While picking apart the genetic makeup of the plant Arabidopsis, two Dartmouth researchers made a startling discovery. They found that approximately 36 percent of its genome is potentially regulated by the circadian clock, which is three and a half times more than had previously been estimated.
The study, which appears in the June issue of Plant Physiology, was conducted by C. Robertson McClung, Dartmouth professor of biological sciences, and Todd Michael, a former Dartmouth graduate student who is now a postdoctoral fellow at the Salk Institute in La Jolla, Calif. Their research on circadian-controlled genes contributes to efforts to help improve plant productivity and can possibly lead to growing crops that are more resistant to stressful soil or climate conditions.
McClung and Michael used a technique called "gene trapping" or "enhancer trapping" to measure how much mRNA is produced or synthesized by large sections in the genome. According to McClung, a great deal of gene regulation occurs in the genes ability to synthesize mRNA, which then is translated into proteins that perform the critical metabolic activities of a cell.
Sue Knapp | EurekAlert!
Synthetic nanoparticles achieve the complexity of protein molecules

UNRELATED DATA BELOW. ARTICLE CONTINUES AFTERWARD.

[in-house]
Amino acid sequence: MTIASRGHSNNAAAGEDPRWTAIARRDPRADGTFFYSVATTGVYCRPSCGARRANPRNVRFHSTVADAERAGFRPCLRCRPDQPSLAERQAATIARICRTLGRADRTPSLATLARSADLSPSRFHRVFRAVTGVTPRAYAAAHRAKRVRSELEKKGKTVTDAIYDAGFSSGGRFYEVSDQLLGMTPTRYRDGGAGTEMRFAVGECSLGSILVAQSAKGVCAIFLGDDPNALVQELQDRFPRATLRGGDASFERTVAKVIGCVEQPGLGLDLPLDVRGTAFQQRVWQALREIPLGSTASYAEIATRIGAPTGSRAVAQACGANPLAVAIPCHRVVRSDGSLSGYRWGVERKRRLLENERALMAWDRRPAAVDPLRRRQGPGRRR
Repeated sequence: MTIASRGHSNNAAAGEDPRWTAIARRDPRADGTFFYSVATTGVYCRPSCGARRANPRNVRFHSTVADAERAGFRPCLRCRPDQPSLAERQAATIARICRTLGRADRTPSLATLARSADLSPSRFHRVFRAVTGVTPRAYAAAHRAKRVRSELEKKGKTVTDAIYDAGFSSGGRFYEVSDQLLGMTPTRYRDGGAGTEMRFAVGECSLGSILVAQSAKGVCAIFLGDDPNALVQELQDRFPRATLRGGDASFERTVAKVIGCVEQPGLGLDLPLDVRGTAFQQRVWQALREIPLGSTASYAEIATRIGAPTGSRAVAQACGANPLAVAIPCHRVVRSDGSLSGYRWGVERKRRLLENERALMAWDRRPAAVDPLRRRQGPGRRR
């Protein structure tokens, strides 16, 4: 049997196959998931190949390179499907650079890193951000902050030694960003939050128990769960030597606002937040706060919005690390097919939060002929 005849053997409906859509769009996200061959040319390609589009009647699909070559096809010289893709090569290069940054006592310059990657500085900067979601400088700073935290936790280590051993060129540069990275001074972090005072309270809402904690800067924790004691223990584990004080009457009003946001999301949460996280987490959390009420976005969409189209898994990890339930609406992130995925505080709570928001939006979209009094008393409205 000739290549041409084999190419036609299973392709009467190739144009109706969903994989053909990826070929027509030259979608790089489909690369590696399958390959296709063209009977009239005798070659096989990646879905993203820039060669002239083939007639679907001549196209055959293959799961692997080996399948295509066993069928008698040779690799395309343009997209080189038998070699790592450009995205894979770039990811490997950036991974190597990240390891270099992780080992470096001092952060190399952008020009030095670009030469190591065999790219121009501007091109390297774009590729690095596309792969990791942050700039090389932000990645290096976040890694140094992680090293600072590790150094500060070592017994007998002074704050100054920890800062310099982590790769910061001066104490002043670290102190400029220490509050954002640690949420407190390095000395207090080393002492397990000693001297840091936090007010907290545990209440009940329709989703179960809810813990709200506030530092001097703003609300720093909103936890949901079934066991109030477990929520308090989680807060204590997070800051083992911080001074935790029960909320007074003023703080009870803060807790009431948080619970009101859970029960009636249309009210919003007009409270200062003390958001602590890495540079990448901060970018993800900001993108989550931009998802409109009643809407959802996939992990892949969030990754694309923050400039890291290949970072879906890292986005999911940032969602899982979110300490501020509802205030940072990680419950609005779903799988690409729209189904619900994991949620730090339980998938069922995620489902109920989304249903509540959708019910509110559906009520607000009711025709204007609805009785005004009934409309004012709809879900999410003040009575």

24.01.2017 | Carnegie Mellon University
Immune Defense Without Collateral Damage
24.01.2017 | Universität Basel
For the first time ever, a cloud of ultra-cold atoms has been successfully created in space on board of a sounding rocket. The MAIUS mission demonstrates that quantum optical sensors can be operated even in harsh environments like space – a prerequi-site for finding answers to the most challenging questions of fundamental physics and an important innovation driver for everyday applications.
According to Albert Einstein's Equivalence Principle, all bodies are accelerated at the same rate by the Earth's gravity, regardless of their properties. This...
An important step towards a completely new experimental access to quantum physics has been made at University of Konstanz. The team of scientists headed by...
Yersiniae cause severe intestinal infections. Studies using Yersinia pseudotuberculosis as a model organism aim to elucidate the infection mechanisms of these...
Researchers from the University of Hamburg in Germany, in collaboration with colleagues from the University of Aarhus in Denmark, have synthesized a new superconducting material by growing a few layers of an antiferromagnetic transition-metal chalcogenide on a bismuth-based topological insulator, both being non-superconducting materials.
While superconductivity and magnetism are generally believed to be mutually exclusive, surprisingly, in this new material, superconducting correlations...
Laser-driving of semimetals allows creating novel quasiparticle states within condensed matter systems and switching between different states on ultrafast time scales
Studying properties of fundamental particles in condensed matter systems is a promising approach to quantum field theory. Quasiparticles offer the opportunity...
19.01.2017 | Event News
10.01.2017 | Event News
09.01.2017 | Event News
24.01.2017 | Earth Sciences
24.01.2017 | Life Sciences
24.01.2017 | Physics and Astronomy